Determining the n-hexane extractables content of polyolefin resins.
An improved procedure has been developed for determining the n-hexane extractables content of polyolefin resins used in food contact applications. The new method offers significant advantages over the FDA procedure currently in use:
* Test results are more reproducible;
* Evaluations can be completed faster;
* The procedure is simpler;
* Smaller amounts of solvent are used, reducing solvent cost and disposal problems; and
* There is less exposure to the solvent.
This new n-hexane extractables test has been accepted by the ASTM under code D-5227 and has also been submitted for approval by the U.S. Food and Drug Administration (FDA) as an alternate TABULAR DATA OMITTED procedure under regulation 21 CFR 177.1520 (d) (3) (ii).
The FDA has set strict limitations on n-hexane extractables when polyolefins are used in specified food-contact applications. The procedure for this determination, detailed in CFR Title 21, Part 177.1520, consists in extracting 2.5 g of one-inch-square film sections (|is less than~4 mils thick) with 1000 mL of n-hexane at 50|degrees~C for 2 hrs in resin kettle. After removal of the film sections by filtration, the solvent is evaporated on a steam bath under a nitrogen cover. The residue is then desiccated overnight and weighed to determine the extractables.
A modification of the FDA method, developed at Quantum Chemical Corp., was recently evaluated by ASTM. In this improvement, the extracted film sections are collected by gravity filtration and vacuum-dried for 2 hrs at 80|degrees~C. The extractables content is determined from the weight loss of the original film sample. Other modifications include the use of a constant temperature water bath and an air-driven submersible magnetic stirrer. While equivalent results are obtained and the need for solvent evaporation eliminated, assembly, disassembly, and retrieval of the film sections from the resin kettle remains a cumbersome process. In addition, the film sections (about 40) must be counted before and after extraction to ensure that none are lost.
Improved Basket Technique
To eliminate these problems, a flow-through basket was designed for use with a conventional flask and condenser. The remaining equipment, including water bath and submersible magnetic stirrer, is unchanged.
The circular basket is fabricated from perforated stainless steel sheet; it is 1-1/2 inches in diameter and 1-5/8 inches high. There are about thirty-three 1/8-inch-diameter holes per square inch, thus yielding about 40% open area. A solid lid is secured to the basket by means of a stainless steel machine screw welded to the base.
In use, the basket with lid is tared and the 2.5 g sample of one-inch-square film sections vertically positioned in a circular manner around the center post. The lid is replaced and the basket again weighed to determine the exact sample weight. The basket is then suspended in the solvent, previously heated to 50|degrees~C, by means of a hanger rod that passes through the condenser. After extracting takes place for 2 hrs, the basket is removed, drained, rinsed briefly with fresh n-hexane, and vacuum dried for 2 hrs at 80|degrees~C. The basket is then cooled in a desiccator and again weighed to determine the weight of material extracted from the film sample. There is no need for "film counting," and the basket is ready for reuse after removal of the extracted sample.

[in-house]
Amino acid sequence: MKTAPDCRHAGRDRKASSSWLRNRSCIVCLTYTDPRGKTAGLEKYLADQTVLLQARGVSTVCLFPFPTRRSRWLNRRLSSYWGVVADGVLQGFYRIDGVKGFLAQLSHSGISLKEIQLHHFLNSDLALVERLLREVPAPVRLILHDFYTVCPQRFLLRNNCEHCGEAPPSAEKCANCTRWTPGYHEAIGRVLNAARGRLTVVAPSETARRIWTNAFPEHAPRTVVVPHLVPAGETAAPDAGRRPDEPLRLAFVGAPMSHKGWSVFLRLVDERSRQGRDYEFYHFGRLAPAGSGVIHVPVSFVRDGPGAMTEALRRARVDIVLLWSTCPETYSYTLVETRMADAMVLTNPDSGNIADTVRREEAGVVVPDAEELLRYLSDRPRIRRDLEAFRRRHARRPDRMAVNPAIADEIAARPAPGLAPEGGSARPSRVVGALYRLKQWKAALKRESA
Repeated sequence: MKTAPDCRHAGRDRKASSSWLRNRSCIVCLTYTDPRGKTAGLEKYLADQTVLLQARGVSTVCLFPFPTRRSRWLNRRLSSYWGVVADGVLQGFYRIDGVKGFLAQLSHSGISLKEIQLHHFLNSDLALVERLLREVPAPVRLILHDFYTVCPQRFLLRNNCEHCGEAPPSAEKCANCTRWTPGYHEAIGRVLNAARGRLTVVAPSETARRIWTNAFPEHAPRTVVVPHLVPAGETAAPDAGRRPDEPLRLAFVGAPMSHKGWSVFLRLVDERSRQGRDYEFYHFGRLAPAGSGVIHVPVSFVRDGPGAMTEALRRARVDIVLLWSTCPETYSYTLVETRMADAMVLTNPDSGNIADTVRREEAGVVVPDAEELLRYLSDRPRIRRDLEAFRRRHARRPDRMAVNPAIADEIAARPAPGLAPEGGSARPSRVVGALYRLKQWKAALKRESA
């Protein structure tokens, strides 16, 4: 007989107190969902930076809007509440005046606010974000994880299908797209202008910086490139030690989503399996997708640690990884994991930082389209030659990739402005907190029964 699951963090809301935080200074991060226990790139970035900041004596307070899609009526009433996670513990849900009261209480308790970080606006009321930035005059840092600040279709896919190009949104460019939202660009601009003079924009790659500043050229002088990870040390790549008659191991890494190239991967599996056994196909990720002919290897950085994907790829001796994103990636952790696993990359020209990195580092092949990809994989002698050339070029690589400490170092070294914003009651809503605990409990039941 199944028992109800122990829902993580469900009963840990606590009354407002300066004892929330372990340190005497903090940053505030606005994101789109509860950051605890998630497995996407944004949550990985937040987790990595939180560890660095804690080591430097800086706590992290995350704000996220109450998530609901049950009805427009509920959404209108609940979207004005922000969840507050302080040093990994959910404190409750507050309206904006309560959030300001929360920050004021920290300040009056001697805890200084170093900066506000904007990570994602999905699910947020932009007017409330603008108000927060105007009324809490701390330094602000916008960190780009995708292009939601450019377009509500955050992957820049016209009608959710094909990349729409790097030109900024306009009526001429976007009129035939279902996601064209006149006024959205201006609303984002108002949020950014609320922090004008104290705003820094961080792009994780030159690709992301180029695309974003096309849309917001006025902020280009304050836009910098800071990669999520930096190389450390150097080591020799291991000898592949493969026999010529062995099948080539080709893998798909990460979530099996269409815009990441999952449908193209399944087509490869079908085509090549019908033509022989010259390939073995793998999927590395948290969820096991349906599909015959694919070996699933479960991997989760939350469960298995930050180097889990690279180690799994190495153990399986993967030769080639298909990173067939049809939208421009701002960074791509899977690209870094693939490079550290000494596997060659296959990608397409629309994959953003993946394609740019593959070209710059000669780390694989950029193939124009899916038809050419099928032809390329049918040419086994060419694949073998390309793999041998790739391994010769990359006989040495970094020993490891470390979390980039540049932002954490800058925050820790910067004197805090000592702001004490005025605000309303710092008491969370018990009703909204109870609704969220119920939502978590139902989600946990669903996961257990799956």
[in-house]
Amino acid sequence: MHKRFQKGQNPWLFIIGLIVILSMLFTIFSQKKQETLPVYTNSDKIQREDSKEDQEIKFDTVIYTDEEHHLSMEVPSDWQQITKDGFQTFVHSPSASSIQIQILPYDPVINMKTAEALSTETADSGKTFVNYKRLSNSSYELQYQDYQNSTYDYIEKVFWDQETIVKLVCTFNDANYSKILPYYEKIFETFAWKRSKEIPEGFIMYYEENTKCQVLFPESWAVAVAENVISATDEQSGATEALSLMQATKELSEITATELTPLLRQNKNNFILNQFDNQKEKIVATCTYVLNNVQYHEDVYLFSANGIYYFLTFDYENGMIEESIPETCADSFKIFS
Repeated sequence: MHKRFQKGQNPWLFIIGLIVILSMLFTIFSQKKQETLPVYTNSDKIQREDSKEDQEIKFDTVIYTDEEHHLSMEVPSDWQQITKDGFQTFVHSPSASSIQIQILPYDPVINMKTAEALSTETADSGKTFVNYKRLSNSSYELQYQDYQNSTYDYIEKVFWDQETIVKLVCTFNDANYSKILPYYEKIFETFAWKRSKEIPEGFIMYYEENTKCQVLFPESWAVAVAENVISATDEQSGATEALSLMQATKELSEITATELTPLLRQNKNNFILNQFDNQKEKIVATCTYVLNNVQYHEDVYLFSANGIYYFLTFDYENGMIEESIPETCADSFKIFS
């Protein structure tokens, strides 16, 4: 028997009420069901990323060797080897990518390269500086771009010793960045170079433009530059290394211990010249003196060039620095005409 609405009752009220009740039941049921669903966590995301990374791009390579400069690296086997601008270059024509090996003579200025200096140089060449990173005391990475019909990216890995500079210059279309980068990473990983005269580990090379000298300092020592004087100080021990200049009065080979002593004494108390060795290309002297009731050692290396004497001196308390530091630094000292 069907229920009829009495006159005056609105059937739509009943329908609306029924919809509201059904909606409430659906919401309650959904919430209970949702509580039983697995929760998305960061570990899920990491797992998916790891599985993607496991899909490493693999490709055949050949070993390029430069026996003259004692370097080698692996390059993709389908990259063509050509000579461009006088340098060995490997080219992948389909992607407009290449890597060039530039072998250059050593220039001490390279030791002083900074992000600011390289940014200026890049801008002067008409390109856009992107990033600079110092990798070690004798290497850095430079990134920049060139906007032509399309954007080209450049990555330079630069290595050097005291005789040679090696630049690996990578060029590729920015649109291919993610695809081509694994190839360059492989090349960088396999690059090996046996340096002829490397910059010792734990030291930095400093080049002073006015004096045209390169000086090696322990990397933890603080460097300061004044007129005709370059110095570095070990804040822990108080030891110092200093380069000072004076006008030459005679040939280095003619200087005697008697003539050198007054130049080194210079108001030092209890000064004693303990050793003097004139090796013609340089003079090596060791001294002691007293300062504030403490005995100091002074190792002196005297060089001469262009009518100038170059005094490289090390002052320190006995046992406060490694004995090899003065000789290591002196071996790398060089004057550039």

Studies conducted in several Quantum laboratories using a variety of polyethylenes and ethylene/propylene copolymers showed that the same solvent charge can be used for at least twelve successive determinations, provided the total of accumulated extractables does not exceed 1.5 g and the warm (50|degrees~C) n-hexane solution remains clear. While some turbidity may result on cooling and standing if a series of determinations is interrupted, the solvent must clear on rewarming to 50|degrees~C before further analyses are made.
The ability to reuse the solvent is an obvious advantage, as a relatively large volume (1000 mL) is required for each determination. Solvent cost and disposal and exposure problems are significantly reduced. The basket technique is ideally suited for solvent reuse as samples can be introduced and removed with a minimum of effort and exposure.
Five resin samples (2-LDPE, 1-LLDPE, 1-HDPE, 1-PP) previously used in an ASTM evaluation of the n-hexane extractables procedure were analyzed in replicate using the basket technique. These samples covered the range 0.3 to 3.6% extractables. As shown in the Table, excellent reproducibility was obtained, as evidenced by the small standard deviations. In addition, the results obtained by the improved basket technique are in very good agreement with the ASTM values obtained by the D20-70 subcommittee round robin in 1990. Finally, the extractables data obtained using the same solvent charge for multiple determinations were in good agreement with determinations using a single solvent charge, as well as the ASTM values. In fact, these samples were successfully analyzed up to twenty times using the original solvent charges. However, since the data are limited, we are recommending a conservative twelve successive determinations, provided the conditions mentioned earlier are satisfied. Even this represents a considerable advantage in terms of cost and safety.
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|Title Annotation:||Quantum Chemical Corp. introduces more efficient and economical n-hexane extractables measurement process|
|Author:||Budke, Clifford C.; Peat, Ian R.|
|Date:||Aug 1, 1992|
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